Thursday, June 24, 2010

Magic Pebble Theology

This book can be purchased from Amazon, where I got the photo.

Sylvester and the Magic Pebble by William Steig is one of my all-time favorite children's books. Written for an audience of 4-8 year olds, it tells of Sylvester, an amiable donkey, discovering that a shiny pebble he found had the capacity to give him what he was wishing for. Sylvester experimented by wishing for several different things before concluding that this was true, of course.

My favorite line in the book is, 'What a lucky day this is!' thought Sylvester. 'From now on I can have anything I want. My father and mother can have anything they want. My relatives, my friends, and anybody at all can have anything anybody wants!'

Unfortunately, this idea is not uncommonly found within the Christian community - that if we pray the prayer or walk the aisle, then, like Sylvester, anybody at all can have anything anybody wants!! or so we believe. Under that assumption, many then go out into the big cruel world to test 'the magic pebble.'

When things go wrong, as they certainly always will in this fallen world, those who've gotten sucked into 'magic pebble theology' become disappointed, discouraged, disillusioned, ready to throw their magic pebble god out the window. (a god of our own making - not to be confused with the sovereign God of the Universe, the God of the Bible.)

God never promised us a life exempt from suffering, grief, and loss. The Bible does talk about peace that passes all understanding. That would imply that we have peace amidst trials, certainly not that we can expect peaceful lives. Jesus said to take up our cross and follow Him. Scripture also says that 'all things work together for good to those who love God, to those who are called according to His purpose.' Romans 8:28. That's the good and the bad things. God uses all of them to His glory.

Hebrews Chapter 11 tells us of the lives of the saints, sinners saved by grace, who've gone before:

'[They] experienced mockings and scourgings, yes, also chains and imprisonment. They were stoned, they were sawn in two, they were tempted, they were put to death with the sword; they went about in sheepskins, in goatskins, being destitute, afflicted, ill-treated (men of whom the world was not worthy) wandering in deserts and mountains and caves and holes in the ground.

And all these, having gained approval through their faith, did not receive what was promised, because God had provided something better for us, so that apart from us they should not be made perfect.'

THEREFORE, since we have so great a cloud of witnesses surrounding us, let us also lay aside every encumbrance, and the sin which so easily entangles us, and let us run with endurance the race that is set before us, fixing our eyes on Jesus, the author and perfecter of faith, who for the joy set before Him endured the cross, despising the shame, and has sat down at the right hand of the throne of God.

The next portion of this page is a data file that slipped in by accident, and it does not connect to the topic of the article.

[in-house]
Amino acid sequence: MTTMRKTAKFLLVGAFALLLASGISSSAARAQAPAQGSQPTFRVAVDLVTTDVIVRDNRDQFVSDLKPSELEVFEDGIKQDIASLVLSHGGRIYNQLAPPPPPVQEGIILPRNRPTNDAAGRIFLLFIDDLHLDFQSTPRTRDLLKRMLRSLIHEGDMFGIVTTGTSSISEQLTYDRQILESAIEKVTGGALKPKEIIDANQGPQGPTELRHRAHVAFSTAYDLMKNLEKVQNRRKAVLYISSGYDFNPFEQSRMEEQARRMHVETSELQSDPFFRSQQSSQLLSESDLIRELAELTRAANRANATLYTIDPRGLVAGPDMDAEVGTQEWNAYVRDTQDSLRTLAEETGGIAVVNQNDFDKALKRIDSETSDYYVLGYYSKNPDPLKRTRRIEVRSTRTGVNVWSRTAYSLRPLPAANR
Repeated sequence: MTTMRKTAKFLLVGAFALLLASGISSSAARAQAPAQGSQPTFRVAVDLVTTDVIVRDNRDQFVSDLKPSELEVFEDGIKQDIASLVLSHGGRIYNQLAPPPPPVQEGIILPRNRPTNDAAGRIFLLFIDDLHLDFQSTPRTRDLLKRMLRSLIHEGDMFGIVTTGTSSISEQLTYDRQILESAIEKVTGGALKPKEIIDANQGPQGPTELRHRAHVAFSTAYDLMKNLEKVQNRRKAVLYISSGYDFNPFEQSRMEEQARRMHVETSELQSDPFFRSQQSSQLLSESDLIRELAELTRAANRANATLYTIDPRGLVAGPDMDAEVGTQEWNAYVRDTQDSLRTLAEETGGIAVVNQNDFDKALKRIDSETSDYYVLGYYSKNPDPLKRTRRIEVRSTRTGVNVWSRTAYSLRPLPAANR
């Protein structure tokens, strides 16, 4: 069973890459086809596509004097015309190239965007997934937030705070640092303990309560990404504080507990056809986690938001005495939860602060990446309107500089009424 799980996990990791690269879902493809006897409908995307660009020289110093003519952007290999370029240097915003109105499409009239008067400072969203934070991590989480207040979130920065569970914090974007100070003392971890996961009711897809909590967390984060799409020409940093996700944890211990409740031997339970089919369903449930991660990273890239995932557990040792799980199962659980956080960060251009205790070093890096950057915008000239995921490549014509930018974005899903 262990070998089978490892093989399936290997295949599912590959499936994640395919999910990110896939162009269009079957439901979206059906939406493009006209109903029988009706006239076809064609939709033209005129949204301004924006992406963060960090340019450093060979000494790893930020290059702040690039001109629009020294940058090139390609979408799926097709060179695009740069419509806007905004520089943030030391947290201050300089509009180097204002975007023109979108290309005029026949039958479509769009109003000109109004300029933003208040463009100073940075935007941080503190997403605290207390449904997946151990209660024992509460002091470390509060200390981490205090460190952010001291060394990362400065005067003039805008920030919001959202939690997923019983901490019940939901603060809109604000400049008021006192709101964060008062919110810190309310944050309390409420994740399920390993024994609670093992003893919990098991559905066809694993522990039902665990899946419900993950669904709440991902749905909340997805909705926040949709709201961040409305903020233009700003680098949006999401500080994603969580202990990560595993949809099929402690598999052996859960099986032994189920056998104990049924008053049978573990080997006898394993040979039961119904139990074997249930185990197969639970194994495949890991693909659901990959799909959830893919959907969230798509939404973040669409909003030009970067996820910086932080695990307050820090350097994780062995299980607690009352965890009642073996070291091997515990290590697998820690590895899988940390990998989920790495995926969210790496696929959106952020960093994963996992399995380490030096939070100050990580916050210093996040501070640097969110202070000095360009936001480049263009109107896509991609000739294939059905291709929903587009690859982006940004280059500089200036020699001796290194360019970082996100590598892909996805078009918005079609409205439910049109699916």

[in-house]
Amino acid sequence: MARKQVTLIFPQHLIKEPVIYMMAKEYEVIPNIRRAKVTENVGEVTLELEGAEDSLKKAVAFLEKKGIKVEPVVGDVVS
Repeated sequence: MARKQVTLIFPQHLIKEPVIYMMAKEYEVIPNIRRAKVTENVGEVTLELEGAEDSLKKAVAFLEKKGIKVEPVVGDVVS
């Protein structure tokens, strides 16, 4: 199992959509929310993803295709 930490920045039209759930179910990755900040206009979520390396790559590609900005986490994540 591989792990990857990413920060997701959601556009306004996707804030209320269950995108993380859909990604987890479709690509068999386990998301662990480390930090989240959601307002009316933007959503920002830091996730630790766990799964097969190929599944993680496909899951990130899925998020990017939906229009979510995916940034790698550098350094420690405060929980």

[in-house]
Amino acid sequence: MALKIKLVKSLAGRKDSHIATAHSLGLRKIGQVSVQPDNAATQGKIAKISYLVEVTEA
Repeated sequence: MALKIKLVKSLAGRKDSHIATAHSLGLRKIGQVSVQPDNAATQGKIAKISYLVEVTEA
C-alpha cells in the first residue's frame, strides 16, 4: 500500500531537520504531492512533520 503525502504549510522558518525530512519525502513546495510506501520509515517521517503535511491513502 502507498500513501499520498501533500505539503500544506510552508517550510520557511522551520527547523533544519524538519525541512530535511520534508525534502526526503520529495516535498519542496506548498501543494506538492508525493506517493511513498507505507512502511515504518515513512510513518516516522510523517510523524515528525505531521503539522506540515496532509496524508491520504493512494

Jesus said, These things I have spoken to you, so that in ME you may have peace. In the world you have tribulation, but take courage - I have overcome the world. - John 16:34 

I am so thankful for the real peace and joy and HOPE that a sovereign God gives the repentant sinner, His child, even in the midst of adversity.

This post is linked to Thankful Thursday. 
Just for the Joy of It.



Denise said...

Amen, I enjoyed your wise words here my friend.

Michelle said...

Great post, I love how you tied the book into your devoontional. Works really well together. I'm always looking for this kind of relationship to draw together for my kids, I think I'll definitly borrow this teachable lesson and book combo! I love this book, 'Read Between the Lions' featured it on their show. Great story.

Jamie said...

Oh, my goodness! What a fantastic post! I'm afraid I've been a little guilty of that at times. Time to throw out the magic pebble god so that I may worship the one true God. Thanks for the challenge!

Stopping by from Just for the Joy of It.

Michelle (She Looketh Well) said...

Yeah, it is kind of 'funny' how we both wrote about this topic. I think God's children re hurting and suffering because of our wrong thinking. This is a great post.

A 2 Z said...

Such a beautiful post. I'm a new follower!



That is beatiful! I love how you compared trials to people throwing away the pebble thinking it doesn't work. Sometimes we forget the beauty of trials! The opposition gives us new insight on what we really want, what's really important to us and therefore can guide us in that direction if we let it. Lovely!

Anonymous said...

That is so profound, Judy. That book sounds like a great gift to purchase for my little niece and nephew. Thank you so much for sharing it with us.
Blessings to you,
Sue :)

Olivia said...

Great point! Sounds like a good book!

Pam said...

Wow, I love how you were able to combine Sylvester and Biblical wisdom. Very wise post.

Michelle said...

Great lesson to be learned and taught! This would make a good book/lesson for a youth group... I'll keep that in mind. Thanks for sharing this! ♥ Michelle

Bargain Hoot said...

I sent you an email explaining that I talked to Karen. I really believe the Lord brought you into my life for this reason...thank you for all your help!!


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